Color: The basics of color psychology using red to show stop, danger; yellow for Alert; green- positive sign to give permission. Various background colors example white, yellow, and black to enhance the graphics, text used in the sign.

Fig 1: Shapes and colors for signages

Pictures/Graphics/Pictograms: A sketch, outline or picture of known objects, Graphics of relative things and beings. Adding graphics to signage’s helps in relating the sign.

Text: Alphabets, alphanumeric characters are used in signages. The usage of variety of font types, font size, Font colors. The text can be country, language specific.

Fig 2: example showing signage’s by combination of the elements

These elements can be used together in various permutation and combination for a Signage Design.

There are different types of signage’s to serve variety of purpose. A signage can be to direct the person to the right information, guidance, Branding. Based on the purpose it serves, broadly signages can be:

Street/Traffic Sign: Seen in every part of the world. Used to identify traffic roads, traffic rules, types of roads.
Fig 3: Traffic Signs

Banner Sign: Banner is a flag or other piece of cloth bearing a symbol, logo, slogan or other message. Banners are used mostly for advertisement, Marketing.

Commercial,Public Places signage: These are pictorial or brief text signages used in various commercial, public places. These signage’s help to identify the required information.

Fig: 4 Signage’s example at Public Places

The Usage of the signage’s helps in finding the way, expanding the information reach beyond language and cultural barriers.

Thursday, 7 July 2011

Dissecting Discipline of Designing Experiences

Often I come across different viewpoints on Experience Design discipline about what it is and what exactly experience designers do. The executioner’s (in software business) school of thought is that experience design is the practice of designing technology products and services (each of which is a human experience) based on the consideration of an individual's or a group's needs, tasks, desires, beliefs, knowledge, skills, experiences, and perceptions. Thus, it results into achieving certain user goals and leads to a successful system acceptance by users.

The other school of thought is more at an abstract level that defines experience design as a discipline of designing mental journeys that leaves the customer with memories of having performed something special, meaningful, engaging, with sense of achievement or just fun and entertainment.

Like any other discipline, I think experience design can also be understood as an organized production system that is about creating output in the form of desired experiences using available inputs such as knowledge and ideas, and finally using resources in the form of design processes and skills.

Let’s take an example of thematic restaurants. Today, food is more of an experience rather than a necessity, as only a minor part of the average income (approximately 10 per cent) is spent on food.

Dining is a combined body and mind (sensory) experience and has aspects of culture and society. The body tastes, smells, sees, hears, feels and digests the food. The mind reads the food consciously and unconsciously in the form of activated emotions and memories.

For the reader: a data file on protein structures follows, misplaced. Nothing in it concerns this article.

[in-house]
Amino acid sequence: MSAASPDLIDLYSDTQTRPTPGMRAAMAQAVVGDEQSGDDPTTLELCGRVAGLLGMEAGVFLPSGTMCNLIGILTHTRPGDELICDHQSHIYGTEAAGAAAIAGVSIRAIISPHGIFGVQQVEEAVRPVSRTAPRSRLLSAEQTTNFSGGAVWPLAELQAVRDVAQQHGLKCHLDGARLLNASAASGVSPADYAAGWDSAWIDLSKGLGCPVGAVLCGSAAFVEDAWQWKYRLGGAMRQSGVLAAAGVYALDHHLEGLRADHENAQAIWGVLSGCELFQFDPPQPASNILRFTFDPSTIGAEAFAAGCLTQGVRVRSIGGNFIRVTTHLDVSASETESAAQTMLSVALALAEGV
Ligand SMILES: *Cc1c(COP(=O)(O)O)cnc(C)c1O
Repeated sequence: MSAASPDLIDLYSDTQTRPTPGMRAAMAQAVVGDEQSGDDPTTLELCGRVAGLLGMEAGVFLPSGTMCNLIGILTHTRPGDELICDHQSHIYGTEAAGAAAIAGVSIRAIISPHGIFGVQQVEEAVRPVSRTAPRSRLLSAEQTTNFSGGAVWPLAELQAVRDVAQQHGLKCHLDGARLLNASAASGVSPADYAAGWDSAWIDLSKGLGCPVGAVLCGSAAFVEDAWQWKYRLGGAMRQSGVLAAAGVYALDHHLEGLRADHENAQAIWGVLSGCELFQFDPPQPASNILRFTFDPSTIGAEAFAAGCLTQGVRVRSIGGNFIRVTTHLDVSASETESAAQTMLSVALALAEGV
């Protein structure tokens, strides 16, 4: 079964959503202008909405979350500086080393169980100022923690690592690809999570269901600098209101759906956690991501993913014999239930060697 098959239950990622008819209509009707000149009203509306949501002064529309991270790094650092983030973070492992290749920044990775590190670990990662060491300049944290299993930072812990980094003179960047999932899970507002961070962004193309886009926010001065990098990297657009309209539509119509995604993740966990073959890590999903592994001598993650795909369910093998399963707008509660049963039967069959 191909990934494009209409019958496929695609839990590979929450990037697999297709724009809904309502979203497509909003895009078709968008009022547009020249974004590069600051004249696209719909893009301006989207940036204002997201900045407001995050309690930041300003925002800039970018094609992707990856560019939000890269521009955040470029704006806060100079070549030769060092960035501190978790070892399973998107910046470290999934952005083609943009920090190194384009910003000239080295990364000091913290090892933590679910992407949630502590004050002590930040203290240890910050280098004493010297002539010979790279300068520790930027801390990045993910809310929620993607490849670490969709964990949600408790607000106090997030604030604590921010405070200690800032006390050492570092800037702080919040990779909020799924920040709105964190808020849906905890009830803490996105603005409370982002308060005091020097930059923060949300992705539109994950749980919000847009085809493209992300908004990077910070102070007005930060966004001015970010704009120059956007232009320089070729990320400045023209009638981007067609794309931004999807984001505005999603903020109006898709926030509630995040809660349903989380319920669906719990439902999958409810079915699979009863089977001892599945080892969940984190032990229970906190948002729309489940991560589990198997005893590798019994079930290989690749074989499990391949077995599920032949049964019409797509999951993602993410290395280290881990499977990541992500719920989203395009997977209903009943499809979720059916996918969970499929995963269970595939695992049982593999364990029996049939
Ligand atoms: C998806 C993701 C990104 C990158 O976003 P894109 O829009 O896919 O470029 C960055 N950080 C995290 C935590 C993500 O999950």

Theme restaurants are cautiously designed to deliver customer experiences by influencing customer’s state of mind with the right ambiance, environment, lighting, music/live performance, and personal service on top of the food served to stimulate emotions like happiness and so on. A great deal of skills and processes are required to accomplish delivery of such desired experiences in the restaurant business.

Another example could be watching theater, which is another form of immersive experience thoughtfully crafted for audience. The stage performances are scripted around a theme to entertain and educate audience (selective sometimes) by stimulating emotions such as anger, happiness, surprise, confusion, and more.

The two examples mentioned above can help us dissect different aspects of organized experience delivery system.

Core Activity
The core activity is what a customer wants to accomplish as a task or an activity. For example, watching a play in a theater or eating in a restaurant.

The Concept (or the ‘Feel’)
The core concept is the theme that the customer admires and what the product stands for. For example, a concept “Happiness is in small moments of life and must be shared” is the theme of Unilever ice cream brand and is well translated into the design of ice cream packaging and ice cream vending machine designs where in a customer is delivered ice cream when he/she smiles into the face recognition system. See demo

Peripheral Experience
Peripherals are supporting experiences (part of the overall customer experience) to which a customer initially pays extra emphasis. For example, the way seating is arranged, welcoming gesture at the entry, cleanliness, and so on.

Core Experience
Core experiences are activities in which a customer gets involved physically and mentally. For example, taste of the food, dialog delivery of an actor, sound and music and so on. Developing core experience is a skilled job and the output is actively consumed by customers. However, core experience cannot be appreciated without a good theme.